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  1. Special forces physicians is a a bit of a misgnomer FYI. They may be an 18D, SF Medic, or a physician in a SF group who operates like any other medical provider. Splitting hairs I know. Thanks for the well done article!

    1. Jarrett, Re: splitting hairs, we had a physician in our group that was both an MD and an 18A (probably as a secondary MOS?) It might not be common but I don’t think it’s unheard of, we also had a couple of PA’s that were prior 18D’s and when going through selection, the psychiatrist at McCall had a tab. Don’t know his history, never talked to him. (if you did, you were probably out of the course). Man… that was a long time ago!

  2. Thank you. You have covered the area of preparedness that I, and my family are the weakest in. I am looking forward to your forth coming article’s.

    1. We looked up the site. We’ve never used them, so we can’t comment on their product or service, but their prices are substantially higher on most items than All Day Chemist. But thanks for the info. It’s always good to have more options. And Inhouse Pharmacy seems to carry a wider selection of medications.

  3. Interesting article and I look forward to further postings. Note that drug availability can be a highly variable factor due to demand and production interruptions; please search for “current drug shortages” to show a surprisingly long list of availability issues.

  4. I have the general over the counter stuff for the general stuff one gets in life, and antibiotics from on-line, but I’ve been hesitant to stock up on the other things I need because I’ve felt I don’t know how to use them so there’s no harm in waiting. I thought
    that having something I didn’t know how to use didn’t make much sense.

    It never occurred to me to realize that there might possibly be someone around me who does know how to use the supplies and would but the opportunity to help would be non-existent without the supplies. I’m not sure if that’s normalcy bias or what but I can’t wait to read your next articles with pencil and paper in hand.

  5. Drowning and choking not as survivable as you might think. With drowning, water can get in the lungs (in spite of what you may have hear heard). Folks who drown and are resuscitated should be hospitalized for observation if hospitals are still functioning.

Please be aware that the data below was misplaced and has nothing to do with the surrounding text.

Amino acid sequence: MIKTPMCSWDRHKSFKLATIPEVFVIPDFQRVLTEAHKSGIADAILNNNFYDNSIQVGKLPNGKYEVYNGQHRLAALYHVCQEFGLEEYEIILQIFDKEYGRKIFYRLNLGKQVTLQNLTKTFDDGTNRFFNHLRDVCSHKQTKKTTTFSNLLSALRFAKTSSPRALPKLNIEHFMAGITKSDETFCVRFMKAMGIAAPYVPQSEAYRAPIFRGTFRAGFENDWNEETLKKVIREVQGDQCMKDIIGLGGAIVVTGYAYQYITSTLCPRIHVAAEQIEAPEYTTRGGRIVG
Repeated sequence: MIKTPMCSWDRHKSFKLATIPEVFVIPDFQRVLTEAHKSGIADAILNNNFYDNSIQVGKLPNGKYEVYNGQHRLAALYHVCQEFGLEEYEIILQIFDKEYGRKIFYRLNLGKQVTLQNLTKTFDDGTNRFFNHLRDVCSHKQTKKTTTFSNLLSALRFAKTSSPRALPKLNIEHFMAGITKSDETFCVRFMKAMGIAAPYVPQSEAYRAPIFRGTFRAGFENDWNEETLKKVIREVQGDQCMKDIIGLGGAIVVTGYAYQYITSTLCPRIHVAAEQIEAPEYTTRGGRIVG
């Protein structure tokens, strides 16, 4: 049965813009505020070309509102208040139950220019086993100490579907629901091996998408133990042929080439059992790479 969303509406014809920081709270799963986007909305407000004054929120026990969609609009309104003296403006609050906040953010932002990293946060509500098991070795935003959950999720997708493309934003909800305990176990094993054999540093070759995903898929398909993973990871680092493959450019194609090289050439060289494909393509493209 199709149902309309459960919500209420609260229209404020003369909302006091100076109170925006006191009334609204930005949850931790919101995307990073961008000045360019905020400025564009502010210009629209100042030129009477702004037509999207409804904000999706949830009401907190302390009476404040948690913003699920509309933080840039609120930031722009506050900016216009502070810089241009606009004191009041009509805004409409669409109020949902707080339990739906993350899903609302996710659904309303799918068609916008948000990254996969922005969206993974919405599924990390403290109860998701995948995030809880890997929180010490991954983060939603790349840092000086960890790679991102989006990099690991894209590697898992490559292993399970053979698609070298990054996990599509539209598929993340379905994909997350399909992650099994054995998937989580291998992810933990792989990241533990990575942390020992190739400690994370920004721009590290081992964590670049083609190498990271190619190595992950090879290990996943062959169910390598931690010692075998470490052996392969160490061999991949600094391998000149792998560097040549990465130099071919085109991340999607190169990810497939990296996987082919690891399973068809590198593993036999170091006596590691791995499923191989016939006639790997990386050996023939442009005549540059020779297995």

Choking deaths need to have any airway obstructions cleared to be successfully resuscitated.

    1. Of course. We should have been clearer that airway obstructions have to be cleared. The point we were trying to make is that most times when CPR is currently used is for patients who already have underlying health issues and that need advanced care in a hospital. In a TEOTWAWKI situation, there will be no advanced care. The only ones whom CPR can be realistically expected to benefit (according to the docs teaching the classes) are those who had no other underlying health issues.

      Drowning and water in the lungs can be a big problem, but hopefully all will work out well.

  6. Get your wisdom teeth extracted now, and get a tetanus booster shot, don’t wanna die from lockjaw by stepping on or being scratched by anything rusty or dirty, sepsis or gangrene is horrible way to go, slow and painful!

  7. It was a very interesting article. While reading I soon realized that having supplies on hand for a Doctor would apply to any field ( car mechanic, carpenter , ect. ).

  8. Don’t think that the hospital in your area will be a storehouse of supplies. I have spoken with the materials handling department at my local hospital. They stock enough of everything for about one weeks normal use. They use just in time resupply to control inventory. When the last truck arrives that will be it.

    Grocery stores are on even tighter turnaround. Albertsons told me years ago that they stock enough to cover about 1.5 days use. They get a truck every night. Again when the last truck arrives that is it.

    You have been warned. Get prepared. If it going to be its up to me. Vaya con DIOS.

    1. Second that on the hospital inventory. We have a daughter who worked at a major heart hospital in a Capitol city – supplies are kept at a minimum level to save money. IDK if it’s branded as just in time delivery. Some drugs that should be kept close by on a floor are kept in the pharmacy so they don’t have the expense of having that med for each floor or department – I guess they’ve never had a need all at once that they couldn’t cover. It’s scary though.

  9. Eugene Oregon has 12 confirmed cases of whooping cough. http://www.kezi.com/content/news/New-cases-of-whooping-cough-at-UO-Monroe-Middle-school-481807081.html

    50 years ago I was living in the same house as a 2 year old baby with whooping cough. It would make you cry to hear and see it. I cannot tell you how many times I thought the poor baby died, it would turn blue and unable to breath and then another whoop and it starts all over again. You will never forget it if you see it or hear it.

    Why a resurgence of these preventable diseases? Simple, the negative propaganda about vaccines. I would put vaccination as the number 1 medical advance in history with antibiotics #2. Not to under play the value of clean water and sanitation.

  10. A&J R:
    Yes – I’m trying to stockpile medical supplies.
    No – I’m not going to try to set up a post-SHTF Clinic for the surrounding area.
    I doubt I’ll have enough to use them as trade goods.
    Low profile will be the order of the day…

    1. No, we’re not planning to set up a clinic either. But at a penny a pill for some OTC meds, having a few extra shouldn’t hurt. We definitely don’t plan on anyone else providing for our medical needs, so we just hope to acquire as much as we can to address most likely problems.

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